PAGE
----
Android Cloud to Device Messaging Framework

Android Cloud to Device Messaging (C2DM) is  a   service that helps developers  send data from servers to their applications on  Android devices. The  service provides a simple, lightweight mechanism that servers can use  to tell mobile applications to contact the server directly, to fetch  updated application or user data. The C2DM service handles all aspects  of queueing of messages and delivery to the target application running  on the target device.

Introduction

Here are the primary characteristics of Android Cloud to Device  Messaging (C2DM):

  • It allows third-party application servers to send lightweight messages to their Android applications. The messaging service is not designed for sending a lot of user content via the messages. Rather, it should be used to tell the application that there is new data on the server, so that the application can fetch it.
  • C2DM makes no guarantees about delivery or the order of messages. So, for example, while you might use this feature to tell an instant messaging application that the user has new messages, you probably would not use it to pass the actual messages.
  • An application on an Android device doesn’t need to be running to receive messages. The system will wake up the application via Intent broadcast when the the  message arrives, as long as the application is set up with the proper broadcast receiver and permissions.
  • It does not provide any  built-in user interface or other handling for message data. C2DM  simply passes raw message data received straight to the application,  which has full control of how to handle it. For example, the application might post a notification, display a custom user interface, or  silently sync data.
  • It requires devices running Android 2.2 or higher that also have the Market application installed. However, you are not limited to deploying your applications through Market.
  • It uses an existing connection for Google services. This requires users to set up their Google account on their mobile devices.

Architectural Overview

This section gives an overview of how C2DM works.

This table summarizes the key terms and concepts involved in C2DM. It is divided into these categories:

  • Components — The physical entities that play a role in C2DM.
  • Credentials — The IDs and tokens that are used in different stages of C2DM to ensure that all parties have been authenticated, and that the message is going to the correct place.
Components
Mobile Device The device that is running an Android application that uses C2DM. This must be a 2.2 Android device that has Market installed, and it must have at least one logged in Google account.
Third-Party Application Server An application server that  developers  set up as part of implementing C2DM in their applications. The third-party application server sends data to an Android application on the device via the C2DM server.
C2DM Servers The Google servers involved in taking messages from the third-party application server and sending them to the device.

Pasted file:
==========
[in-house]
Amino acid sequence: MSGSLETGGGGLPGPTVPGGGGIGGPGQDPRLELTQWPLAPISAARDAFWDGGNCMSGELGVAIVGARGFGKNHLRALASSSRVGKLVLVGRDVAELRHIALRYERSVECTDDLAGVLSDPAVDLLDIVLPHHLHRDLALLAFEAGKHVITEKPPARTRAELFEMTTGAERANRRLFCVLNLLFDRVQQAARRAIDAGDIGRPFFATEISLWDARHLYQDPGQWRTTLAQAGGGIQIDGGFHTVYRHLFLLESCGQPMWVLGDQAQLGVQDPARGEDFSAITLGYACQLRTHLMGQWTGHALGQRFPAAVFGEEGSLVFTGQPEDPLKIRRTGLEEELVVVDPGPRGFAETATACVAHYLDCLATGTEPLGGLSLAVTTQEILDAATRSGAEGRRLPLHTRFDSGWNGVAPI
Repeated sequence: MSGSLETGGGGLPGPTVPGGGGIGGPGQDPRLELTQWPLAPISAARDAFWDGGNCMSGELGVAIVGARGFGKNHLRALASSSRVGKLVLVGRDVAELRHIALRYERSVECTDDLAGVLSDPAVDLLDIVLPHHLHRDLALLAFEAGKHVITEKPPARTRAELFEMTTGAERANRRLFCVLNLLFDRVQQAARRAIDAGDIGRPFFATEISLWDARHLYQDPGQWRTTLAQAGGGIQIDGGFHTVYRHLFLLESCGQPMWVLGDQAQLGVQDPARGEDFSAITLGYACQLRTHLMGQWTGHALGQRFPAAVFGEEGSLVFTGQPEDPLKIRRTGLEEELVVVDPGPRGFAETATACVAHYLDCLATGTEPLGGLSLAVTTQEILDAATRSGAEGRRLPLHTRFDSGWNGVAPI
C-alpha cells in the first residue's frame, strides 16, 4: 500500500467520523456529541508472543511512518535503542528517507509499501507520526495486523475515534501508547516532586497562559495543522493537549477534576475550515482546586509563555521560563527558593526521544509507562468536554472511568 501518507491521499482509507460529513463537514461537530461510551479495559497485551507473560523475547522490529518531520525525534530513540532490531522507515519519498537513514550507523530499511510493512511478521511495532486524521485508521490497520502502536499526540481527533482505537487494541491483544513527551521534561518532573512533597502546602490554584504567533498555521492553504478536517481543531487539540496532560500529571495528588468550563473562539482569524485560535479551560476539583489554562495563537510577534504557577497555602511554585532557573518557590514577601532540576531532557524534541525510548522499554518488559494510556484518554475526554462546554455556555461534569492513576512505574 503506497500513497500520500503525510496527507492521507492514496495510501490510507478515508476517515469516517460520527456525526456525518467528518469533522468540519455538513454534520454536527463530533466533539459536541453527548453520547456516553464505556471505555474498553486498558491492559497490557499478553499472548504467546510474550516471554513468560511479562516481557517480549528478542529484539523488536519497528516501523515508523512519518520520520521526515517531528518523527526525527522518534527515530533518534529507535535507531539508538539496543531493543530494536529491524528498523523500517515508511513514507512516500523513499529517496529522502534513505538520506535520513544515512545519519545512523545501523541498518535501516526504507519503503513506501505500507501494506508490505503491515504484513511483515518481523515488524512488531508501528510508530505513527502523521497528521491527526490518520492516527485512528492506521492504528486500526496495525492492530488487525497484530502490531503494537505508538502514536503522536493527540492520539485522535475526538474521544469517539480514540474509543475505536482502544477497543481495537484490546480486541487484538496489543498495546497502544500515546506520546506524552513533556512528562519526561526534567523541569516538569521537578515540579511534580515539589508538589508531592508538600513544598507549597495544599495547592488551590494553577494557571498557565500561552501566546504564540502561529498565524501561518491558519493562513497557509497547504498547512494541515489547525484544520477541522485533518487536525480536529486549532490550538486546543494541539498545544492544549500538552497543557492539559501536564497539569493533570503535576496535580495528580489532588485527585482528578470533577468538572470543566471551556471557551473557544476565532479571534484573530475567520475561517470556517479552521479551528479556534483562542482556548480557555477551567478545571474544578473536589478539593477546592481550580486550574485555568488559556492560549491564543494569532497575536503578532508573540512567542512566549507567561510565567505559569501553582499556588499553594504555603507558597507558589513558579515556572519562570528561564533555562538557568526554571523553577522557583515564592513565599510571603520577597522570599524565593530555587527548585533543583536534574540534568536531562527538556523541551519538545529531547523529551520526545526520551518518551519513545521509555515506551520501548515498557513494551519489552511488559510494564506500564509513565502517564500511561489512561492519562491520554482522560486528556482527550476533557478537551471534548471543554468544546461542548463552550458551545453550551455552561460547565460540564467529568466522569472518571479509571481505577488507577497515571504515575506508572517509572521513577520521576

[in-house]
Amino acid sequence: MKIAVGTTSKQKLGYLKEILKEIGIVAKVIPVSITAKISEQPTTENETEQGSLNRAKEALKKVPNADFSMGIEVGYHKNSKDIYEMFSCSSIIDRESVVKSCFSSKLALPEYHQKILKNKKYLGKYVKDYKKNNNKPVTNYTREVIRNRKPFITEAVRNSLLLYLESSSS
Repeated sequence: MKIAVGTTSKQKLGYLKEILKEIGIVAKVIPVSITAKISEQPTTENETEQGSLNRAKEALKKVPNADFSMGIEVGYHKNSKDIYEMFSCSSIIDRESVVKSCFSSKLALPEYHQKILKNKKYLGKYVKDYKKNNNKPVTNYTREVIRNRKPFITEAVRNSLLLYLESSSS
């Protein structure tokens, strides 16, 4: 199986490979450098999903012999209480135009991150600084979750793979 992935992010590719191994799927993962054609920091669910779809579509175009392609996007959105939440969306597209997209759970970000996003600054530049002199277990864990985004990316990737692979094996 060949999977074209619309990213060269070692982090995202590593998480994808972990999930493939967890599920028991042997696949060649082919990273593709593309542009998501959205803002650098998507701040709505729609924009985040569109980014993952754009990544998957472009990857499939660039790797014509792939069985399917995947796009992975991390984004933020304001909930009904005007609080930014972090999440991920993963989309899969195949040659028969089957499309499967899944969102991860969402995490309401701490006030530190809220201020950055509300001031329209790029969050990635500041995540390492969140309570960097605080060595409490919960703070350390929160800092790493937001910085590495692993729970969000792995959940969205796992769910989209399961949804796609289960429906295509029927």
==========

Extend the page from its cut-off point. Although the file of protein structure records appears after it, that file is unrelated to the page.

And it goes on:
Credentials
Sender ID An email account associated with the application’s developer. The sender ID is used in the registration process to identify a Android application that is permitted to send messages to the device. This ID is typically role-based rather than being a personal account—- for example,my-app@gmail.com.
Application ID The application that is registering to receive messages. The application is identified by the package name from the manifest. This  ensures that the messages are targeted to the correct application.
Registration ID An ID issued by the C2DM servers to the Android application that allows it to receive messages. Once the application has the registration ID, it sends it to the third-party application server, which uses it to identify each device  that has registered to receive messages for a given application. In other words, a registration ID is tied to a particular application running on a particular device.
Google User Account For C2DM to work, the mobile device must include at least one logged in Google account.
Sender Auth Token A ClientLogin Auth token that is saved on the third-party application server that gives the application server authorized access to Google services. The token is included in the header of POST requests  that send messages. For more discussion of ClientLogin Auth tokens, see ClientLogin for Installed Applications.

Lifecycle Flow

Here are the primary processes involved in cloud-to-device messaging:

  • Enabling C2DM. An Android application running on a mobile device registers to receive messages.
  • Sending a message. A third-party application server sends messages to the device.
  • Receiving a message. An Android application receives a message from a C2DM server.

These processes are described in more detail below.

Enabling C2DM

This is the sequence of events that occurs when an Android application running on a mobile device registers to receive messages: